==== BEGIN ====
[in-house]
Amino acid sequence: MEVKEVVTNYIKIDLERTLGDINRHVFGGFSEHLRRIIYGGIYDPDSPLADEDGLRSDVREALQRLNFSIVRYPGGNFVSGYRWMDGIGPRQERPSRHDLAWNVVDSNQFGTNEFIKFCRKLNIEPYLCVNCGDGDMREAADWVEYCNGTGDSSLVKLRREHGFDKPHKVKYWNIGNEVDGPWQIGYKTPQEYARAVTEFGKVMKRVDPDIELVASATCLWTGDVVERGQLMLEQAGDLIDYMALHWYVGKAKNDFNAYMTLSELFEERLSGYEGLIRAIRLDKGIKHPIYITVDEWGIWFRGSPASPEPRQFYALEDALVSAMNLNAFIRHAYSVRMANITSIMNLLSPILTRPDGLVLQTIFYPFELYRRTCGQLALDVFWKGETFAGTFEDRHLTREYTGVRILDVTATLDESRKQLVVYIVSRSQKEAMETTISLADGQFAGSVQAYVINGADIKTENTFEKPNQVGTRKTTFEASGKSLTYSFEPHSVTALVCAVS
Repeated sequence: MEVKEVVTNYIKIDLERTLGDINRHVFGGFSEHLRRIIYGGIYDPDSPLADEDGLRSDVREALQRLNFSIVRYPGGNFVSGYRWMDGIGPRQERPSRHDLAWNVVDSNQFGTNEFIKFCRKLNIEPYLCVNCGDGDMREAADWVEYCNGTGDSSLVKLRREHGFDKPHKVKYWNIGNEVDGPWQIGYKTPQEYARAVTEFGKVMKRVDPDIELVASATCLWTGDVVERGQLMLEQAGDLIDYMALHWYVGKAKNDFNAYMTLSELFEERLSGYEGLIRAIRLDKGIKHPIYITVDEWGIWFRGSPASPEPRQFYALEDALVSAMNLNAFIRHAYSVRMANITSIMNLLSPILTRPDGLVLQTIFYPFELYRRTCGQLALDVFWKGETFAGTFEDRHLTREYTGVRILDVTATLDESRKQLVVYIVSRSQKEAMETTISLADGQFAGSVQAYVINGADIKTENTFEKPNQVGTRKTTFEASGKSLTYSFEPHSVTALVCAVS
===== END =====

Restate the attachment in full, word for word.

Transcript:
[in-house]
Amino acid sequence: MEVKEVVTNYIKIDLERTLGDINRHVFGGFSEHLRRIIYGGIYDPDSPLADEDGLRSDVREALQRLNFSIVRYPGGNFVSGYRWMDGIGPRQERPSRHDLAWNVVDSNQFGTNEFIKFCRKLNIEPYLCVNCGDGDMREAADWVEYCNGTGDSSLVKLRREHGFDKPHKVKYWNIGNEVDGPWQIGYKTPQEYARAVTEFGKVMKRVDPDIELVASATCLWTGDVVERGQLMLEQAGDLIDYMALHWYVGKAKNDFNAYMTLSELFEERLSGYEGLIRAIRLDKGIKHPIYITVDEWGIWFRGSPASPEPRQFYALEDALVSAMNLNAFIRHAYSVRMANITSIMNLLSPILTRPDGLVLQTIFYPFELYRRTCGQLALDVFWKGETFAGTFEDRHLTREYTGVRILDVTATLDESRKQLVVYIVSRSQKEAMETTISLADGQFAGSVQAYVINGADIKTENTFEKPNQVGTRKTTFEASGKSLTYSFEPHSVTALVCAVS
Repeated sequence: MEVKEVVTNYIKIDLERTLGDINRHVFGGFSEHLRRIIYGGIYDPDSPLADEDGLRSDVREALQRLNFSIVRYPGGNFVSGYRWMDGIGPRQERPSRHDLAWNVVDSNQFGTNEFIKFCRKLNIEPYLCVNCGDGDMREAADWVEYCNGTGDSSLVKLRREHGFDKPHKVKYWNIGNEVDGPWQIGYKTPQEYARAVTEFGKVMKRVDPDIELVASATCLWTGDVVERGQLMLEQAGDLIDYMALHWYVGKAKNDFNAYMTLSELFEERLSGYEGLIRAIRLDKGIKHPIYITVDEWGIWFRGSPASPEPRQFYALEDALVSAMNLNAFIRHAYSVRMANITSIMNLLSPILTRPDGLVLQTIFYPFELYRRTCGQLALDVFWKGETFAGTFEDRHLTREYTGVRILDVTATLDESRKQLVVYIVSRSQKEAMETTISLADGQFAGSVQAYVINGADIKTENTFEKPNQVGTRKTTFEASGKSLTYSFEPHSVTALVCAVS